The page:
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How to Get Pregnant Naturally

By Marie Pace, DNM, HHP, CNC, Health Coach

Sperm meets egg. Sperm fertilizes egg. And a baby is born 9 months later. It sounds like an easy process, but for a woman struggling with infertility, it can be an elusive process – one with no easily explained reason why she can’t get pregnant.

The path to delivering a healthy full-term baby is a multistep, intricate process. If there is a breakdown in any one of the steps, the final result will not occur. If we can understand each step, and potentially correct the issue, the likelihood of conception and delivery increases.

Sperm Meets Egg
It’s easier said than done, and so we must focus on making sure that the path of sperm to the woman’s egg is clear and that timing is correct.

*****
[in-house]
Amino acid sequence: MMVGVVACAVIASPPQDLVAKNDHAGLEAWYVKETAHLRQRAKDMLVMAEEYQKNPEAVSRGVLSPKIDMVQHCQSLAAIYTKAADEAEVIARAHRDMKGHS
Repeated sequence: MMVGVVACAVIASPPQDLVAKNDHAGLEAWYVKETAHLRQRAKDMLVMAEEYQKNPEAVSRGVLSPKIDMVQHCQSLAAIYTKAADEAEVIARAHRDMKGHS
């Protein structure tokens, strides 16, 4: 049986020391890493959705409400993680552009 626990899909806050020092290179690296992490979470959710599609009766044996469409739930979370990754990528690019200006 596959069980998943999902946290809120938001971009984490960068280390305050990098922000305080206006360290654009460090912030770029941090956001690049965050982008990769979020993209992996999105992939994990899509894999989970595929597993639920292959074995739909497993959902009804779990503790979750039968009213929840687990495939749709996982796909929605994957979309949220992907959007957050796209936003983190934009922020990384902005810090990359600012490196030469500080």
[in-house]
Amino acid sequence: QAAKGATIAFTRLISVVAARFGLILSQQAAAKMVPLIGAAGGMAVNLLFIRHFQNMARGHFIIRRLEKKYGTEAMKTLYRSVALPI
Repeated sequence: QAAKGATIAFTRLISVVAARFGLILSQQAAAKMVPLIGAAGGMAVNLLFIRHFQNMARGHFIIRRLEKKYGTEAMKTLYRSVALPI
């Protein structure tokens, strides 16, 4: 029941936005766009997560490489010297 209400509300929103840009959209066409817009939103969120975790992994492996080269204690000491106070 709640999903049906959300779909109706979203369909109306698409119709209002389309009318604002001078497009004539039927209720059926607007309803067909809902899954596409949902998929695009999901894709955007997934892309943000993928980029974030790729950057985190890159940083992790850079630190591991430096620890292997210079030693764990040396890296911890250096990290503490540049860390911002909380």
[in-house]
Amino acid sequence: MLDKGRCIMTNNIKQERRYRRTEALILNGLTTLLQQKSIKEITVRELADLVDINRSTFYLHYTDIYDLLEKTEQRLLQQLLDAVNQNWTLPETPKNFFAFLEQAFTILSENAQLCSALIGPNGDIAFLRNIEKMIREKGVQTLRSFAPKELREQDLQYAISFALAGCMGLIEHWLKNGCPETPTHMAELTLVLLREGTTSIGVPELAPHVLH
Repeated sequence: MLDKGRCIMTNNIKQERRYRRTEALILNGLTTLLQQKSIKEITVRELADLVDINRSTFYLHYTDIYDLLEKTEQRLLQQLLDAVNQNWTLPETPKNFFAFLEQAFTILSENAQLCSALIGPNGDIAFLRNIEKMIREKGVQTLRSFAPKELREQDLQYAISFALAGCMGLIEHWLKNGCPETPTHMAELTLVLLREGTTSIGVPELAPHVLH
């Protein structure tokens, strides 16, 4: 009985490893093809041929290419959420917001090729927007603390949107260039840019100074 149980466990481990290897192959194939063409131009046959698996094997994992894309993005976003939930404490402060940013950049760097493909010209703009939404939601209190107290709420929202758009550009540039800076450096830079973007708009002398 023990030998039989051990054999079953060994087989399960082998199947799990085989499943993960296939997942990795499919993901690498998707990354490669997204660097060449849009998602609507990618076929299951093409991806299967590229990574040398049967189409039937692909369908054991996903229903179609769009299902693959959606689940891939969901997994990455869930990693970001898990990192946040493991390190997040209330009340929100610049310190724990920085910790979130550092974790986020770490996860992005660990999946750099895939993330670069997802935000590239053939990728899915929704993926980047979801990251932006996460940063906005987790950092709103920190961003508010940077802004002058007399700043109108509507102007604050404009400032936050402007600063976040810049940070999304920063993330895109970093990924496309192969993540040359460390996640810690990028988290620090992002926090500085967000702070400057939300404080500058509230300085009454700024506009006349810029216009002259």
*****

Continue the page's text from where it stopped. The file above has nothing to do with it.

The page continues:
The first step in making sure that sperm meets egg is correct timing. If day 1 is the first day of a menstrual bleed, and day 28 is the day before a woman begins her period again, day 14 is approximately the time of ovulation. Prior to this time, LH (luteinizing hormone) released by the pituitary gland will peak and after this LH surge, an egg will be released approximately 24 to 36 hours later. The egg accompanied by progesterone hormone will then journey through a fallopian tube, where it will be fertilized. An egg is viable for approximately 12 to 24 hours before it starts to disintegrate, so the sperm must be in place prior. In essence, sex must be timed prior to ovulation to give the sperm time to swim up to the egg. Use of ovulation predictor kits is helpful, as well as looking for fertile cervical fluid, which has a stretchy, egg-white consistency.